The Sheriff’s Office had two more different types of scams reported Tuesday and would like to make everyone aware so they do not fall victim to these fraudsters.
An Islamorada woman called the Sheriff’s Office Tuesday night to report being scammed by someone she believed worked for a legitimate loan company.
The 60 year old victim said she was trying to obtain a loan from a company called “Easy Loans”. She said a representative called and agreed to give her a $3,000 loan. He told her he deposited money into her bank account and asked her, in return, to purchase Apple ITunes cards and send him the card numbers, which she did. He called her again and told her in order to get the rest of the loan, she needed to send him more of the ITunes cards. She agreed and sent him part of what he was asking for; but when she started to ask questions about the legitimacy of the deal he was offering her, he began to threaten her. He said he would put her bank account in a negative balance, call her employer and have her arrested.
She realized she had been scammed at that point, and called to report it.
An elderly man in Marathon called the Sheriff’s Office to report receiving information he believed was a scam in the mail. Fortunately, he brought the information to the Sheriff’s Office before being victimized.
He received a “Mystery Shopper” letter in the mail, along with a check for almost $2,000 that appeared to be real. The letter instructed him to deposit the check into his bank account, then to email a copy of the deposit slip afterward. His mission: to “evaluate MoneyGram Services” at a local outlet.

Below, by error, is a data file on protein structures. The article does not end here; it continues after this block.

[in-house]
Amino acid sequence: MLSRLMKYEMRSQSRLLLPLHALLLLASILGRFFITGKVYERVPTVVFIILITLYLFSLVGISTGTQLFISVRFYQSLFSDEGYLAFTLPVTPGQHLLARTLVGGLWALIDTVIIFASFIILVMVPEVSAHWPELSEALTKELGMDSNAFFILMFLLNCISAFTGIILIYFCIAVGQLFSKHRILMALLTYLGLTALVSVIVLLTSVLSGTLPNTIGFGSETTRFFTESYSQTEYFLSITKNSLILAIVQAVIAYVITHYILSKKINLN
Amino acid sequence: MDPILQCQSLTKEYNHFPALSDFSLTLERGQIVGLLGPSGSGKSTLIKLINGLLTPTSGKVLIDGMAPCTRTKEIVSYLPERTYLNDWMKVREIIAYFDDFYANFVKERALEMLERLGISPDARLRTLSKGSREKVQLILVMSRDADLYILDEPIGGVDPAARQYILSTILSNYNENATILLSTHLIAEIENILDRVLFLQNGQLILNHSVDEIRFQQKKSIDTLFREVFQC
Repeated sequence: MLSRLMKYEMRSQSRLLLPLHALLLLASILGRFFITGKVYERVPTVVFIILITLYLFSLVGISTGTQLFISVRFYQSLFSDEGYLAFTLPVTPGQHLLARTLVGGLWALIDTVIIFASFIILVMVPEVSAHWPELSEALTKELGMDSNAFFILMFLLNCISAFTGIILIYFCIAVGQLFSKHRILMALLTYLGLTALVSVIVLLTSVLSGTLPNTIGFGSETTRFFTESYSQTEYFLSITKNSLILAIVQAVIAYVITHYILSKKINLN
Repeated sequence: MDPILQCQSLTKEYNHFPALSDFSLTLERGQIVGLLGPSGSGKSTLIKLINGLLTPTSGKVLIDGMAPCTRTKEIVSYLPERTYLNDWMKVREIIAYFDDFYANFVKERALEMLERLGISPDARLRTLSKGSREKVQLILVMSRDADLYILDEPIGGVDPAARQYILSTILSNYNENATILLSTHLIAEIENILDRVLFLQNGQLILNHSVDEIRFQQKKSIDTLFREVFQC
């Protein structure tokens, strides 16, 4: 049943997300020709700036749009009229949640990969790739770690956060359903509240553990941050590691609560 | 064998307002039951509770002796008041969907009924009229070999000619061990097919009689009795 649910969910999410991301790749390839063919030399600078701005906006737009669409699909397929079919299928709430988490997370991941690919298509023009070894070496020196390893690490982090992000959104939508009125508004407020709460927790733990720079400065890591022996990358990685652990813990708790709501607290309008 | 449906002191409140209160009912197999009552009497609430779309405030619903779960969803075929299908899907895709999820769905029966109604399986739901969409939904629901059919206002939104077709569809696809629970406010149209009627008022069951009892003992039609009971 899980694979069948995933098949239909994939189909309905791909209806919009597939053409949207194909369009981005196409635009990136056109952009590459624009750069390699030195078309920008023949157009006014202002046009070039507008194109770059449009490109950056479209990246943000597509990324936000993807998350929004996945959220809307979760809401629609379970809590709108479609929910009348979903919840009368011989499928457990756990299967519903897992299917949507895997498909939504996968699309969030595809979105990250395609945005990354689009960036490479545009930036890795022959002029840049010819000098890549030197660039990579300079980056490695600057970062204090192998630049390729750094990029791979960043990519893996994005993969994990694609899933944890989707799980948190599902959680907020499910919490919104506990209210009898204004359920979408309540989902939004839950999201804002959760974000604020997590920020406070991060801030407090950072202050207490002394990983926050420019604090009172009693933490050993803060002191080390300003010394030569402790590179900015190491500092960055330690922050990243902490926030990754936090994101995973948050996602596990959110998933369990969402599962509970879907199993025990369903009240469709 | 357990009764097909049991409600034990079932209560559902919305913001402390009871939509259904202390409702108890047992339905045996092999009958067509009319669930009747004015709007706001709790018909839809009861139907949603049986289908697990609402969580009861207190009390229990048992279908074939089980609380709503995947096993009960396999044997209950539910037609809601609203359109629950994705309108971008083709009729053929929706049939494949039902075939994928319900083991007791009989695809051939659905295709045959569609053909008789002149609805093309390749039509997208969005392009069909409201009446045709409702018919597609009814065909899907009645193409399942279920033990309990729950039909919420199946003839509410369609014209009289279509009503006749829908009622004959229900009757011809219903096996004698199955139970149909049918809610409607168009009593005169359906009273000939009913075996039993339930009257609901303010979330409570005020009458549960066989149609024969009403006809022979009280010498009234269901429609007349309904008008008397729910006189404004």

The letter instructs him to go to a local MoneyGram store and make two cash transfers to two separate addresses. The letter very specifically tells him not to tell anyone what he is doing. If this man had complied with the all the instructions in the letter he received, the scammers would have had all of his personal bank account information and they would have had access to all of his funds.
If you receive information in the mail, via email or if someone calls you and you have any question about the validity of the information, take a few minutes to call a relative, a friend, or the Sheriff’s Office. Scammers will often use personal information about you to convince you they are legitimate – they might have your address, phone number, names and addresses of relatives. They will try to rush you into action – they don’t want you to have time to consult anyone. They use high pressure tactics and, if you are on the phone with you they will try to keep you on the phone until the scam is complete. Like the Mystery Shopper scam, they will give you all kinds of reasons why you should not talk to anyone about the situation.
Many scams incorporate some type of cash cards – green dot cards, gift cards – because that is a quick way for you to send them cash and, once they have the card number, the money is theirs and is virtually untraceable. Many scammers will tell you they are sending you a check for a large amount and want you to send money in the form of gift cards or a money gram back to them after you deposit the check. They know a check takes a few days to clear at a bank and by the time you find out their check is fake, they will be gone with your money.
If it sounds too good to be true, it probably is. If someone is approving a loan you know you probably don’t qualify for, ask yourself why they are doing it? If they are rushing you to do something, ask yourself “Why are they in a hurry?” and take the time to stop and think.